NAPLAN, the standardised test of every Australian student's literacy and numeracy, will be replaced by a new, broader test – called ANSA – under the recommendations of a breakaway review by Victoria, NSW and Queensland.
NAPLAN could be replaced by a new expanded test next year. Credit:Adam McLean
Year 9 students would no longer sit the revamped test either, with students to be assessed in year 10 instead.
All students in years 3, 5 and 7 would also sit the new test.
The test would also be moved from May to as early in the school year as practicable to prevent schools "teaching to the test" to achieve better results.
Students and teachers should also get results within one week of the test, the report recommends.
Science would be added to the competencies students are tested on, along with a test of each student's critical and creative thinking.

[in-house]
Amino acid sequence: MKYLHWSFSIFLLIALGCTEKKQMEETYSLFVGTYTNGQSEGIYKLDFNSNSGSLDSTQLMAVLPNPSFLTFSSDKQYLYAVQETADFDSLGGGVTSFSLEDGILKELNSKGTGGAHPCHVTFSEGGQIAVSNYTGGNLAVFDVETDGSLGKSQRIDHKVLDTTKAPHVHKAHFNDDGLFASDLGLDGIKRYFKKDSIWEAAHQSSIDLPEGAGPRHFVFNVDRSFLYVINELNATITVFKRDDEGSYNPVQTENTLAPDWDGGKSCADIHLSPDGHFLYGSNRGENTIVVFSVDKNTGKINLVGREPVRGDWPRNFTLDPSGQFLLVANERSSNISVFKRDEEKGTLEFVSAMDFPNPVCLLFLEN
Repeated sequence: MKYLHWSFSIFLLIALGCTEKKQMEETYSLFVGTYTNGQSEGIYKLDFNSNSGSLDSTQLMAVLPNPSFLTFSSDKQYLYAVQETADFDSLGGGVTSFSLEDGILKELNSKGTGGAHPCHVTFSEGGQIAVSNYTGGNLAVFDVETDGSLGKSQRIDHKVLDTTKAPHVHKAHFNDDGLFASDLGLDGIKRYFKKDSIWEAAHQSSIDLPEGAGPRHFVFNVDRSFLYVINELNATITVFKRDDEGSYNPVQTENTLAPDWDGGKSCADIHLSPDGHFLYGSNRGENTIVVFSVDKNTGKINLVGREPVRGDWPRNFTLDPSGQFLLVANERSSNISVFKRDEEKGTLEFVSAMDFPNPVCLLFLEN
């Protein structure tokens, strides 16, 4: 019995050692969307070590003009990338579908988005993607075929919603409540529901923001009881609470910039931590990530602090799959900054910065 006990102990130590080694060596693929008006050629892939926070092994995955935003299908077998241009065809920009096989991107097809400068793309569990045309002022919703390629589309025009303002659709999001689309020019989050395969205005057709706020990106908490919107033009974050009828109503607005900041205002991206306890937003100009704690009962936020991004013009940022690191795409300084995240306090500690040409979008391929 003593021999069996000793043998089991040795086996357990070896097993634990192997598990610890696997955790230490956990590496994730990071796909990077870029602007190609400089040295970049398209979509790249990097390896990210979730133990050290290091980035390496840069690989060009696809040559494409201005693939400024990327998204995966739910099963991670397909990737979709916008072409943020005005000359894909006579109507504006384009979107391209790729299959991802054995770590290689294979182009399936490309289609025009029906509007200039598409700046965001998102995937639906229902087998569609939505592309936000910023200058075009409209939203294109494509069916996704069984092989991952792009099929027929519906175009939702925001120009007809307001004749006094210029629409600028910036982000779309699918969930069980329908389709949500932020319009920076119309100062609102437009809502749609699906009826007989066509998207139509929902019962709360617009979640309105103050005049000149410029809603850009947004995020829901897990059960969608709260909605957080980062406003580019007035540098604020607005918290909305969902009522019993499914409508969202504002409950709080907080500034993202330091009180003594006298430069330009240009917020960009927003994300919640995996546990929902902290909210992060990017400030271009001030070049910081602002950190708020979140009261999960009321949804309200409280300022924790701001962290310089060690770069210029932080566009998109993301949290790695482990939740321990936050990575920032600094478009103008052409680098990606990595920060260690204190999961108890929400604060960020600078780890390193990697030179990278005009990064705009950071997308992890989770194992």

The writing component of the test would also be changed dramatically to discourage formulaic or rote approaches to the test that have been the subject of long-standing criticism.
Federal, state and territory education ministers were briefed on the final report on the proposed changes to NAPLAN on Friday.
It followed the launch of a breakaway review by three states last year. Federal Education Minister Dan Tehan has consistently opposed making major changes to NAPLAN.
NAPLAN has been cancelled nationwide this year due to the COVID-19 pandemic.
The new test would be called Australian National Standardised Assessments (ANSA), consigning the name NAPLAN to the bin.
The review was conducted by Emeritus Professor Barry McGaw, Emeritus Professor Bill Louden and Professor Claire Wyatt-Smith, and considered standardised assessment practices around the world, the uses of NAPLAN data, and the content and delivery of the assessment itself.
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